French startup Sea Bubbles has just completed its first U.S. sale, with an unknown buyer snapping up 10 of its all-electric hydrofoil boats, known as Bubbles. In its continuing efforts to establish itself in the market, the company is looking to bring in partners to improve autonomy and battery charging.
French startup Sea Bubbles has sold a batch of ten of its all-electric Bubble hydrofoil boats to an unknown American buyer. Details of the deal, the first completed by the company in the USA, will be announced at the Miami International Boat Show on 14-18 February, as reported by Le Figaro.
A flying boat
The Bubble, which came into existence three years ago, glides across the surface of the water thanks to its two foils, which lend a distinctive look to a craft that has been dubbed the “Tesla of the Seas”. The environmentally friendly vehicle retails for between €150,000 and €175,000, depending on the type of battery fitted. The eye-catching boat was originally designed for use as a water taxi on the Seine, though the project has since been scrapped and will only be revived if agreement can be reached with private operators.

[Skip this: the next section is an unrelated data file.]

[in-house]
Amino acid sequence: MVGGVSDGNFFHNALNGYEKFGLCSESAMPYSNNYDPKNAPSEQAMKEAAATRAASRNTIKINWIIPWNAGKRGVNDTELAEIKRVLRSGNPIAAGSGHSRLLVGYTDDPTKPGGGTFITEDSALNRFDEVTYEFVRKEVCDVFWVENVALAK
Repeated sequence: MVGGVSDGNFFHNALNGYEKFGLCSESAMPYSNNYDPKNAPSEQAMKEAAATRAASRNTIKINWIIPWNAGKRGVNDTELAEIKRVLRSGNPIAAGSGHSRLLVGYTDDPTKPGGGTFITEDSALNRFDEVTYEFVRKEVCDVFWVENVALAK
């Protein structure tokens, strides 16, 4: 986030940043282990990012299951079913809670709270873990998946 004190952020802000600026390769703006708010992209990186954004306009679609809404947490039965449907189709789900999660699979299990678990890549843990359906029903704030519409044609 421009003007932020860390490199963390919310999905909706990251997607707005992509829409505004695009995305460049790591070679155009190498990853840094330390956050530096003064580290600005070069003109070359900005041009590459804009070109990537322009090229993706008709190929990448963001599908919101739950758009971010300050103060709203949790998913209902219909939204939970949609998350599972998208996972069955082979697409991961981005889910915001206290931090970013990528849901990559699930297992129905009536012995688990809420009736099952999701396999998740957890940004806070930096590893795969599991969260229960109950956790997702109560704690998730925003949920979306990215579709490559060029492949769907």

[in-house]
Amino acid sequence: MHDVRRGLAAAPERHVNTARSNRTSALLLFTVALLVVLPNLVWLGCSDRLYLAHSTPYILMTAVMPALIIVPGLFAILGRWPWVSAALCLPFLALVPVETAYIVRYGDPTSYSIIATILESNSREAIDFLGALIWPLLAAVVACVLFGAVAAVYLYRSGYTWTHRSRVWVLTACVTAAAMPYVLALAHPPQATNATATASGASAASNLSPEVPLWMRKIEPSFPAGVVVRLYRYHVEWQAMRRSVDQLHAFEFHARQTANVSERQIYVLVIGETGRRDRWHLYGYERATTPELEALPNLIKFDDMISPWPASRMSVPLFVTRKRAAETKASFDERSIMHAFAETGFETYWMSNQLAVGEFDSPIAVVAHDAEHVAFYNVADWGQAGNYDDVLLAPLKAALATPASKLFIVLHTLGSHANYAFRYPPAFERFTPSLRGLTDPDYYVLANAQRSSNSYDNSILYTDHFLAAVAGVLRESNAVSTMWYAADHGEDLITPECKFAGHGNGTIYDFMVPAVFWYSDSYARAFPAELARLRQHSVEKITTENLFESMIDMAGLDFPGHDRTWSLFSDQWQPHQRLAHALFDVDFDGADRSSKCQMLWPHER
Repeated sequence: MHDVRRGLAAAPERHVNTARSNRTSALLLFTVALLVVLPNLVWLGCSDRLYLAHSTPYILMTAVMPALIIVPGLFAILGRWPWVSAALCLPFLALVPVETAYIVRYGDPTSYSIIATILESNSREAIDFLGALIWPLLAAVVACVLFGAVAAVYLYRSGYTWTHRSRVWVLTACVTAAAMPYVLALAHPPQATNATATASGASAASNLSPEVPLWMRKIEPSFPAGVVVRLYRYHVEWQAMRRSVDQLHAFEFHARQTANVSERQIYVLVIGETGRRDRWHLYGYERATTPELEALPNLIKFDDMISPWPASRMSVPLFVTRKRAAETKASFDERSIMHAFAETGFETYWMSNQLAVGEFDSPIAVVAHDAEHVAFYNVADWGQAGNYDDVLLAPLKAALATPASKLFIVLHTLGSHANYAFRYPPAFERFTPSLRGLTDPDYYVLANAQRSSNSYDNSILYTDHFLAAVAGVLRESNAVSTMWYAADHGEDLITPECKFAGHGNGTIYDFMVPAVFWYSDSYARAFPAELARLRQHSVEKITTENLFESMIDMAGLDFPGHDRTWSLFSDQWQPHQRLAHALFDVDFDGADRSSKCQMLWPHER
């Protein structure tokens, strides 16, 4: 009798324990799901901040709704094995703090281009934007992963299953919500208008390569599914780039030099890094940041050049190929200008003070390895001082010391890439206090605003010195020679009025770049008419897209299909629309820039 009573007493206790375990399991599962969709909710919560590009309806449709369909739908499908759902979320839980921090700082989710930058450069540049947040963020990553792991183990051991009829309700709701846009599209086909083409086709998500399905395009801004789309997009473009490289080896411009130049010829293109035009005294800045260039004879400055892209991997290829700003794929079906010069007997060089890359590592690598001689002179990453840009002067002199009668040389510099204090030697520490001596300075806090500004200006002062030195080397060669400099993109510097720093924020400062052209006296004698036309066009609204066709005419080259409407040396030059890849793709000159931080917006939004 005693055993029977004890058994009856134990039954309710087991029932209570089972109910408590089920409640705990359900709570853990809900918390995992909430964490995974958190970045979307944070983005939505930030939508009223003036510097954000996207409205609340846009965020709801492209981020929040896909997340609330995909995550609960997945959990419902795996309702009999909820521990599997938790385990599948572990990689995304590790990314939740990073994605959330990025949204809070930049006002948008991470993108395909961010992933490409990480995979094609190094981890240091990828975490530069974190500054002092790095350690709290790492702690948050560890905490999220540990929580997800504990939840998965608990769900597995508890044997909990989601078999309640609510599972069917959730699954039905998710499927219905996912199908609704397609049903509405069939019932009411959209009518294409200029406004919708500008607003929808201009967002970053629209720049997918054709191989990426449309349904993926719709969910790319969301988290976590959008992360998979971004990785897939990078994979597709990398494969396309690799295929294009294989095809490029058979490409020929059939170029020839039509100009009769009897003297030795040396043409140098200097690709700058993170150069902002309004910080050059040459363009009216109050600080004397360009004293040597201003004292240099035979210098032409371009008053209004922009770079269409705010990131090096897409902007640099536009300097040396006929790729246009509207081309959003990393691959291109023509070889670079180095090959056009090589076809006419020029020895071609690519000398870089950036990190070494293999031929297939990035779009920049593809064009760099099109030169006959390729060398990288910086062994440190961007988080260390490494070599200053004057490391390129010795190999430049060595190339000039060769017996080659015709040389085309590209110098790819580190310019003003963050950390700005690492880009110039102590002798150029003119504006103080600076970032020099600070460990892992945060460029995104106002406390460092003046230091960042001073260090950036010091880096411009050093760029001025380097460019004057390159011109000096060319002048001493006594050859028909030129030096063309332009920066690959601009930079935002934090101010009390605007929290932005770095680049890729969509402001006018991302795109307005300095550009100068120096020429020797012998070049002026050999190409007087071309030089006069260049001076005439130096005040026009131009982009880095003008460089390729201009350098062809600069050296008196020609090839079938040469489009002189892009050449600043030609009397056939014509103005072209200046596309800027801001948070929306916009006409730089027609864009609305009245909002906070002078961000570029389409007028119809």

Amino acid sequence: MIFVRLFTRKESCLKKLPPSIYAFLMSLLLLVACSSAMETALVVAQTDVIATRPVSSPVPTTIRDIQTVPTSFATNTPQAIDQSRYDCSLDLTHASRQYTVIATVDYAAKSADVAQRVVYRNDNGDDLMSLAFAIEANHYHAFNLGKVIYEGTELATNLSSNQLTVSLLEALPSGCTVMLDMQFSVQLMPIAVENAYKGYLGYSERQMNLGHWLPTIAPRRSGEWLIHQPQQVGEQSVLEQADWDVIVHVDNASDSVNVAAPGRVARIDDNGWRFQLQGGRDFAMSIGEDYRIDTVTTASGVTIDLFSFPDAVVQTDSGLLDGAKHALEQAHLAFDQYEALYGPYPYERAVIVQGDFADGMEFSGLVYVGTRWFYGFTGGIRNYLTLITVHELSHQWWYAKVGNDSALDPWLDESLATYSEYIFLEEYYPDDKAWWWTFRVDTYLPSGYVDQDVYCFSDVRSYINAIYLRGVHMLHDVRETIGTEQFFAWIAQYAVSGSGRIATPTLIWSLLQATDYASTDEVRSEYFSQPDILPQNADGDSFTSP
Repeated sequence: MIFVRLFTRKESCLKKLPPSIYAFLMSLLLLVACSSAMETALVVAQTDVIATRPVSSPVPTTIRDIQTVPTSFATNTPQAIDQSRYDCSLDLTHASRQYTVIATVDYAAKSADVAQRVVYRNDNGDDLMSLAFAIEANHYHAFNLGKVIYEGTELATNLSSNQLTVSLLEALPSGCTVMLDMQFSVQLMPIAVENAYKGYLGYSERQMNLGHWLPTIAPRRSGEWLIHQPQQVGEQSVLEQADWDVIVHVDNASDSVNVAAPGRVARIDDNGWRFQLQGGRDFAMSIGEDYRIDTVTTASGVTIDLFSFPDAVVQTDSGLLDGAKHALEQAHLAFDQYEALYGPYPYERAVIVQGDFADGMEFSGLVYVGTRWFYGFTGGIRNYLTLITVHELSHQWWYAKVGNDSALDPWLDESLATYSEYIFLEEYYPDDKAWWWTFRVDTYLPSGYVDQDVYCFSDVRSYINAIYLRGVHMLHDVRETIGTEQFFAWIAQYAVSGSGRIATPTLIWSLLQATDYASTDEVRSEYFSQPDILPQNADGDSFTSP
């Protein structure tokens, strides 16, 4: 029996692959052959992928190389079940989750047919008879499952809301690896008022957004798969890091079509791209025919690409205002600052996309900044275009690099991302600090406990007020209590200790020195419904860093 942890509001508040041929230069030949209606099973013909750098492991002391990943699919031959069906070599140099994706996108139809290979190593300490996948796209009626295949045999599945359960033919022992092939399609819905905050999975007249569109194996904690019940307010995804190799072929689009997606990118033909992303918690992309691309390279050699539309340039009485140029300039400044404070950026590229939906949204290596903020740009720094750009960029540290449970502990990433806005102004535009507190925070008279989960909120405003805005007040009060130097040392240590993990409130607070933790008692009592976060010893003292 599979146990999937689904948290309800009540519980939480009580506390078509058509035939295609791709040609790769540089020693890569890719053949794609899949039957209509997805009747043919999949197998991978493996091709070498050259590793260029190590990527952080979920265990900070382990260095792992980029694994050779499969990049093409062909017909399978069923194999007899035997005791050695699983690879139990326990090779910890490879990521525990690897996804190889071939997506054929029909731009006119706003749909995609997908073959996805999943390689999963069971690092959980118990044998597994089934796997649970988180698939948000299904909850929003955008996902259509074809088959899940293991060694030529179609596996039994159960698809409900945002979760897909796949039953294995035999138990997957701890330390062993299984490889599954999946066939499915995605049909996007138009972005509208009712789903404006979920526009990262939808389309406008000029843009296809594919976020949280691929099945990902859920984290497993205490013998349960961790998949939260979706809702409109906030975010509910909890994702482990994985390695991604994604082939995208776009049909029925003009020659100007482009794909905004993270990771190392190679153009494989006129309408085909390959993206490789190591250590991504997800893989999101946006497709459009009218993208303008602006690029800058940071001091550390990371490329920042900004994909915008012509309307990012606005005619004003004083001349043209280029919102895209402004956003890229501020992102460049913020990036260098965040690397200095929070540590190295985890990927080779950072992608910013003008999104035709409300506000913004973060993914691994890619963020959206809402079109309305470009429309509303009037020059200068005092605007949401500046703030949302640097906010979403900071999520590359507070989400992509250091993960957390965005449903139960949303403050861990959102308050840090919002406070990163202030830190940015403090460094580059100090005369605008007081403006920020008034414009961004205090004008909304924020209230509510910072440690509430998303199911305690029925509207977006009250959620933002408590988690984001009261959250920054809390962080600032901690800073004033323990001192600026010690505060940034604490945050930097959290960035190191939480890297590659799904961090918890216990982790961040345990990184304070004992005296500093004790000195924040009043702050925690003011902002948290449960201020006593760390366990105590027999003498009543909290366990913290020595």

Sea Bubbles co-founder Alain Thébault is hopeful that the US sale will be the first of many and that dozens of Bubbles will one day navigate the waters of Miami. “Florida has no wake-zones and our Bubbles comply with that regulation to the letter,” he said.
Autonomy and batteries
In its efforts to be competitive in the marketplace, the French startup is working on technologies that will extend the autonomy of its boats and reduce battery charge times. The company is planning to work with ABB and Air Liquide with a view to possibly developing hydrogen engines, as reported by the website TomTravel.
Sea Bubbles is also working with a partner on the construction of lighter docking stations and is looking for a U.S. battery supplier too. The Bubble is currently manufactured in Asia and the USA, though the production process enables only a limited number of the all-electric vehicle to be assembled. Sea Bubbles, which sells its boats but does not operate them, is hoping to address the situation and grow its customer base.
Cover photo credits: SeaBubbles
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